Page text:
The race began and I felt great as I'm sure all runners do.  You're not tired yet and you have a ton of adrenaline, what's not to love! The first part of the race was actually running through downtown Philadelphia, which was awesome. The scenery is distracting from the task at hand and the crowd support is wonderful. I was shooting for a 9:30/mile pace for the first hour to ease into it with a goal of having negative splits, but of course my emotions got the best of me and I decided to stick with the 4:00 hour pace team. Despite an unexpectedly early bathroom pit stop at mile 2, I was able to re-catch the 4:00 hour pace team and even run ahead of them for a while. I was doing great until probably mile 10, we had starting heading out of town a bit and began encountering more hilly terrain, which I did not expect on this course. Until that point I was averaging 8:50/mile pace, but then I peaked and the rest was slowly downhill. 

I slowly began interspersing some walking breaks and made it to the halfway point with a time of 2:02, which is a few minutes slower than my last marathon and I was somewhat disappointed at the time. It was at this point that I started questioning all the goals in my head....could I break 4 hours? can i break 4:30? will I at least break my last time of 4:36? All these questions and self-doubt inevitably enter your mind at some point and this is when the real struggle of the marathon begins. Sure, my body was starting to hurt a bit, but the challenge is to keep the mind strong to get to the finish line.

The second half of the marathon was brutal. The amount of walk-breaks slowly increased in frequency and ultimately duration for the remainder of the race. There was a long up and back stretch along the Schuylkill River that seemed to never end. I think it was around Mile 18 that I started texting my wife that I was dying. Ultimately, I finally made it to the end in a time of 4:38, essentially the same as my last marathon, thanks to inspirational messages from my wife, and the encouragement from the fans and my fellow runners. One thing I love about the marathon is the camaraderie that you feel toward the end, when it's not about who finishes ahead of who or what your time is, rather the only thing that matters is to get across the finish line no matter what. I ran the last part without taking any walking breaks despite my legs burning like they have never before.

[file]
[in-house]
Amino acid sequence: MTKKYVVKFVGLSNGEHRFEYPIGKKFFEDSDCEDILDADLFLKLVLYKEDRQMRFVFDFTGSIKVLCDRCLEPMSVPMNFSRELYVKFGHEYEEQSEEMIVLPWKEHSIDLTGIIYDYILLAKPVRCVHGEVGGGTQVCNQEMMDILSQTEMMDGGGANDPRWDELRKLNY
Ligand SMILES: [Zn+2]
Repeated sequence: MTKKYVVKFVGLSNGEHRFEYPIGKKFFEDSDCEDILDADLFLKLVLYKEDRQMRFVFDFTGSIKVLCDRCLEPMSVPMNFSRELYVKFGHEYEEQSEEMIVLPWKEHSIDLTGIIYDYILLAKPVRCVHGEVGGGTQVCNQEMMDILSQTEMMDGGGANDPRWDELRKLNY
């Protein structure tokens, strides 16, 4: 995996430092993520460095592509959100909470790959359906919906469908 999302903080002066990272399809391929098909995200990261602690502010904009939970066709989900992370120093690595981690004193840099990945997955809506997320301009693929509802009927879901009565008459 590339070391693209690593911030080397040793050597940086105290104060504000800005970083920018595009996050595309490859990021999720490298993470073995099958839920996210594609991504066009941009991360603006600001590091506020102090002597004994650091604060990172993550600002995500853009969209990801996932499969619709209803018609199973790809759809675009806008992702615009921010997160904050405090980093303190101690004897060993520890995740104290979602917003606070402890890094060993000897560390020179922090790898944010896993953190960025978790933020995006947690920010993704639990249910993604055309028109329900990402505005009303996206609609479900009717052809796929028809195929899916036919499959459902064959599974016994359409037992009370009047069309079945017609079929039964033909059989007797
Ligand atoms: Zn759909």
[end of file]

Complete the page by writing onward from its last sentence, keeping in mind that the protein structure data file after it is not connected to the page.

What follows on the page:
After crossing the finish line there was a several block long finisher's section where they provided you heating sheets, a medal, post-run snacks, and you could pick up your checked belongings. While I agree all of these things are necessary I didn't like the way this was done for a couple reasons: 1) you were in a barricaded corridor that friends and family could not get in to; and 2) it took me about 15 minutes to walk through the corridor so I could get out. The last thing I want to after finishing a marathon is walk for 15 minutes before I can sit down and collapse of exhaustion. Once I made it through the corridor I met up with my wife and we subsequently caught a taxi back to the hotel to rest for a few hours before heading home.

In reflection, the overall marathon experience was great. Philadelphia was a fantastic host and the volunteers and fans were tremendous. It's definitely a marathon I wouldn't rule out doing again at some point in the future. I know different runners prefer different environments, but for me the big city marathon experience was better overall than the smaller marathon. Although at first I bit disappointed in my time, because I had been training so much more than prior to the first marathon I expected to easily, if not at least, beat my previous time with a goal of close to 4 hours. However, if I am honest with myself this is probably a fair result. My training peaked in late August/early September and I was not able to take advantage of it at the time. I've had a lot of health issues the past few months so to do a second marathon in roughly the same time I feel is a good achievement. Next year I'll be looking for a warmer marathon and hopefully I can better time it to when I am at peak performance, and whether I can break that illustrious 4-hour mark is yet to be seen, at least I know I'll have fun in the process and unlimited pride afterward no matter what happens.

Here is a photo from the conclusion of the race (those heat sheets are amazing!).